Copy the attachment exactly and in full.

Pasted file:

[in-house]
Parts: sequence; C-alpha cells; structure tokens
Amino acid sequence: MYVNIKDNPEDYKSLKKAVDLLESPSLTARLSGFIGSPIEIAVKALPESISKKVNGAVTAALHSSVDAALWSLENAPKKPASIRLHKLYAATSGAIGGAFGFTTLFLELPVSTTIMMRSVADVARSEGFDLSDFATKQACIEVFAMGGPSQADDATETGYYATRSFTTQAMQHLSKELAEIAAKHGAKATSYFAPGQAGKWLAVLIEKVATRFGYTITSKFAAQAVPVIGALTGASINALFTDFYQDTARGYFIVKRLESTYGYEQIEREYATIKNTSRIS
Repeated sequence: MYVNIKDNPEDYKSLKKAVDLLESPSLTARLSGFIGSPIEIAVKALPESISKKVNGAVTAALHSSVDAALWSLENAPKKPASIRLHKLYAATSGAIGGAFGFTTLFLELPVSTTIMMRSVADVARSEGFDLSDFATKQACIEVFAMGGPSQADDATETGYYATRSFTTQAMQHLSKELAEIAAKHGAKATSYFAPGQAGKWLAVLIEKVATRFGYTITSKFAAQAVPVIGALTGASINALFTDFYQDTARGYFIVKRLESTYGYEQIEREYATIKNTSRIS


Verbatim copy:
[in-house]
Parts: sequence; C-alpha cells; structure tokens
Amino acid sequence: MYVNIKDNPEDYKSLKKAVDLLESPSLTARLSGFIGSPIEIAVKALPESISKKVNGAVTAALHSSVDAALWSLENAPKKPASIRLHKLYAATSGAIGGAFGFTTLFLELPVSTTIMMRSVADVARSEGFDLSDFATKQACIEVFAMGGPSQADDATETGYYATRSFTTQAMQHLSKELAEIAAKHGAKATSYFAPGQAGKWLAVLIEKVATRFGYTITSKFAAQAVPVIGALTGASINALFTDFYQDTARGYFIVKRLESTYGYEQIEREYATIKNTSRIS
Repeated sequence: MYVNIKDNPEDYKSLKKAVDLLESPSLTARLSGFIGSPIEIAVKALPESISKKVNGAVTAALHSSVDAALWSLENAPKKPASIRLHKLYAATSGAIGGAFGFTTLFLELPVSTTIMMRSVADVARSEGFDLSDFATKQACIEVFAMGGPSQADDATETGYYATRSFTTQAMQHLSKELAEIAAKHGAKATSYFAPGQAGKWLAVLIEKVATRFGYTITSKFAAQAVPVIGALTGASINALFTDFYQDTARGYFIVKRLESTYGYEQIEREYATIKNTSRIS